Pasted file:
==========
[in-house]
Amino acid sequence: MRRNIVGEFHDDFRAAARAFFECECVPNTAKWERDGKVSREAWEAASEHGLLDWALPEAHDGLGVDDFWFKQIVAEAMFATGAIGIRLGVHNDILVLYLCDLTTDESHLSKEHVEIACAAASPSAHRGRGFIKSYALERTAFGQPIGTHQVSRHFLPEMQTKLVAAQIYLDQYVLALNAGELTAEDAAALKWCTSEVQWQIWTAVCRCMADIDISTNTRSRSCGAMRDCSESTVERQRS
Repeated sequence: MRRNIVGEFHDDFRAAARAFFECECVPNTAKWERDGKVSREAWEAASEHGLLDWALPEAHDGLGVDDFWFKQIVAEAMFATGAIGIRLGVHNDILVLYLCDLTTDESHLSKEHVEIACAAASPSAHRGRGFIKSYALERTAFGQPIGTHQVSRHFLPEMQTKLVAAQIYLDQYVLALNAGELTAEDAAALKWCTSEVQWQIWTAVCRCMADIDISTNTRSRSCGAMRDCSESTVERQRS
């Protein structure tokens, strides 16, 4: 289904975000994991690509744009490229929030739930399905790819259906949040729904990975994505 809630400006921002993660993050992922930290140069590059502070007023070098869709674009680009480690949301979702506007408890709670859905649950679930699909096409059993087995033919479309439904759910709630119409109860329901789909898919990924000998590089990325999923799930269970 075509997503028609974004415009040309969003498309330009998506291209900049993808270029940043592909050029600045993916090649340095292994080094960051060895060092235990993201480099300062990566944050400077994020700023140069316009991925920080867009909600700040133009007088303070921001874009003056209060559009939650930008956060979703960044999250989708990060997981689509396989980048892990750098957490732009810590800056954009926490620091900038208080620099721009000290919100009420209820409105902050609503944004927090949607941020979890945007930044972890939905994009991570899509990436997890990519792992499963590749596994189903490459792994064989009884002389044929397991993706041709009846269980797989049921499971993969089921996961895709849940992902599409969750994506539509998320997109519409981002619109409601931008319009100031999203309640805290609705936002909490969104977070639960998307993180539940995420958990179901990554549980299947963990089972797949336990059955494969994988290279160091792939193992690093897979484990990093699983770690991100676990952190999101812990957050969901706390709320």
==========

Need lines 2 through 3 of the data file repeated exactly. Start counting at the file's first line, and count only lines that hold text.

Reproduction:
Amino acid sequence: MRRNIVGEFHDDFRAAARAFFECECVPNTAKWERDGKVSREAWEAASEHGLLDWALPEAHDGLGVDDFWFKQIVAEAMFATGAIGIRLGVHNDILVLYLCDLTTDESHLSKEHVEIACAAASPSAHRGRGFIKSYALERTAFGQPIGTHQVSRHFLPEMQTKLVAAQIYLDQYVLALNAGELTAEDAAALKWCTSEVQWQIWTAVCRCMADIDISTNTRSRSCGAMRDCSESTVERQRS
Repeated sequence: MRRNIVGEFHDDFRAAARAFFECECVPNTAKWERDGKVSREAWEAASEHGLLDWALPEAHDGLGVDDFWFKQIVAEAMFATGAIGIRLGVHNDILVLYLCDLTTDESHLSKEHVEIACAAASPSAHRGRGFIKSYALERTAFGQPIGTHQVSRHFLPEMQTKLVAAQIYLDQYVLALNAGELTAEDAAALKWCTSEVQWQIWTAVCRCMADIDISTNTRSRSCGAMRDCSESTVERQRS